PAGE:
My best friend is getting married. And I can't believe that I'm losing her. To a BOY. So this is how it'd usually be between us. And they're snippets from different times. So they won't completely make sense.

Me: I can't believe he's behaving like this again. Why's he so unpredictable?
Her: I can't believe my boss is such an ass.
Me: I need to run away from home. My folks are asking me to meet some guy from the U.S.
Her: Why does he not respect me?
Me: I can't manage more than 3.0 in this term. I think I'll always be average.
Her: You're the one who's turning him into a psycho.
Me: And how? Why do you judge me so much?
Her: Why do you say I judge you? I just finish sentences for others.
Me: I'm just getting this thing about driving.
Her: It's like a life philosophy. The way you are, is the way you drive.
Me: ( my head)

Her(at ISB): Why is this place all about grades?
Me(in real world): Noone's going to care about your grades, including you, after this year. I assure you.
Me(at ISB): Why is this place all about grades?
Her(in real world):Noone's going to care about your grades, including you, after this year. I assure you.

Me: I can't believe you're getting married.
Her: I know. Marry me(in yelping tones). I can't live in a boy's house.
Her: I hope our husbands get along. So please don't marry ABC, or DEF. I don't know why you like such weak men who won't stand up for you.
Me: I think I'll have to join a sisterhood.

Wednesday, September 5, 2007

don't mess with retired old men

Yes. Especially if they like correspondence. And if they've worked in the banking industry for 25 years. And if you happen to be a bank.

My dad is famous for drawing moustaches on pictures(women, men), and writing notes to me signed "Yours affectionately, Suresh Babu", cracking jokes and laughing till he tears up, but lately he's also getting quite a reputation with the consumer courts, the telephone industry(read MTNL), the banks(South Indian Bank and Bank of India) for following up with the most comprehensive paperwork and persistence. And their paying big time for their shoddy service. Not monetarily, atleast not yet.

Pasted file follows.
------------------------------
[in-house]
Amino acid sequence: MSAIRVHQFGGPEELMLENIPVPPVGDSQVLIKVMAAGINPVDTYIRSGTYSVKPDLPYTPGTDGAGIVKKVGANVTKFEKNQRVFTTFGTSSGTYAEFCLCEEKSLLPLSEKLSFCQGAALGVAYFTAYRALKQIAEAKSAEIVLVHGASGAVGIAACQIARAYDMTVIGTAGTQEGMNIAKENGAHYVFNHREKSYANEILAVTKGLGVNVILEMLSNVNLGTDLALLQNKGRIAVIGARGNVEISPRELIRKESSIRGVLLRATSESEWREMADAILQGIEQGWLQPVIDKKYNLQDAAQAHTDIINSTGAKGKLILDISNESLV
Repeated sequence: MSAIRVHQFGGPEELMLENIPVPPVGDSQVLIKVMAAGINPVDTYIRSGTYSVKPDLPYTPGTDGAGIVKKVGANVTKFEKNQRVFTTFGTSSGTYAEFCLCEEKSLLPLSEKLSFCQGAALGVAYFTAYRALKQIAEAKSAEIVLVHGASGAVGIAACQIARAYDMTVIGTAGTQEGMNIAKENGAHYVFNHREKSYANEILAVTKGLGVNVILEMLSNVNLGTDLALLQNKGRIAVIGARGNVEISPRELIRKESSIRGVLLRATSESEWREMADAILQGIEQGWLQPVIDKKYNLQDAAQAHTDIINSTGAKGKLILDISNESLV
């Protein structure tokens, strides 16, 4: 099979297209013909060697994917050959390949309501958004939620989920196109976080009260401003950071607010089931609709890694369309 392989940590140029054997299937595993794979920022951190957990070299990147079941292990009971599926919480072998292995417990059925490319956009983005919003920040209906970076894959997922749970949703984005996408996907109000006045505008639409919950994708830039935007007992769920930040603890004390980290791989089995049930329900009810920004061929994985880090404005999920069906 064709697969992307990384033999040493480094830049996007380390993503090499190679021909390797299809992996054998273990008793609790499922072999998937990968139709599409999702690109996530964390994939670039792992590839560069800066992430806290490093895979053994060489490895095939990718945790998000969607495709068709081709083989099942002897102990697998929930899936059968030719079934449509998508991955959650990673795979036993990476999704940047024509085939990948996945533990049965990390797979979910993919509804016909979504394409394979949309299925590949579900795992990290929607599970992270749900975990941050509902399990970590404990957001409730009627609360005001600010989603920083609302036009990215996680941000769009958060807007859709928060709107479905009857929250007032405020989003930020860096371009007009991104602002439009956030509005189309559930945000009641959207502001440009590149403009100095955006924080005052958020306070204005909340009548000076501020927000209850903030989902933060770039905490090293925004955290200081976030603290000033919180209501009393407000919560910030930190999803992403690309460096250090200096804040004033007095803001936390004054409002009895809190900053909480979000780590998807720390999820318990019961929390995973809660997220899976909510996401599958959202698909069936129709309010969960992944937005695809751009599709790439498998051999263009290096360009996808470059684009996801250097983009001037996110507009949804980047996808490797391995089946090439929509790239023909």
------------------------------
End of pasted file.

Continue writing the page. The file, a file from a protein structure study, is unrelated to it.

He loves corresponding. (I can't explain weirdness. It runs in my family.) The CEOs are often surprised to get a copy of the complaint with immaculate proof of mismanagement. If this was the US, he'd be winning us enough compensation by suing everyone to make me a millionaire.

So I don't know which industry he's taken upon himself to clean up. But whatever that is, they'd better be wary of a small old, really really cute gentleman with a lot of energy, and armed with a pen.

janmashtami in delhi

We (the women of the family) set out to visit all the little nooks and crannies around the locality where Janmashtami is celebrated in full fervor. There were children and dogs, cows and grannies, coy girls dressed up and walking in bunches, rickshaws and pedestrians, and noisy hawkers. At each little nook, there were children dressed up as krishna and radha, or shiva. Most of them were busy eating cheetos or other such snacks unheard of at the time of krishna's birth. As their parents continued to indulge their whims by supplying them coke and chips, they'd smile benevolently at the visitors. Other former brats were on their best behavior serving prasad. After we collected little paper packets of prasad, we were on our way to the temple. (And my sister noticed, Ganesha's idol was wearing a skirt similar to the ones the godesses wore). Somebody had misplaced their wallet. And as I left the temple, I noticed to my amusement that my slippers were missing too. It's reassuring when some things remain the same.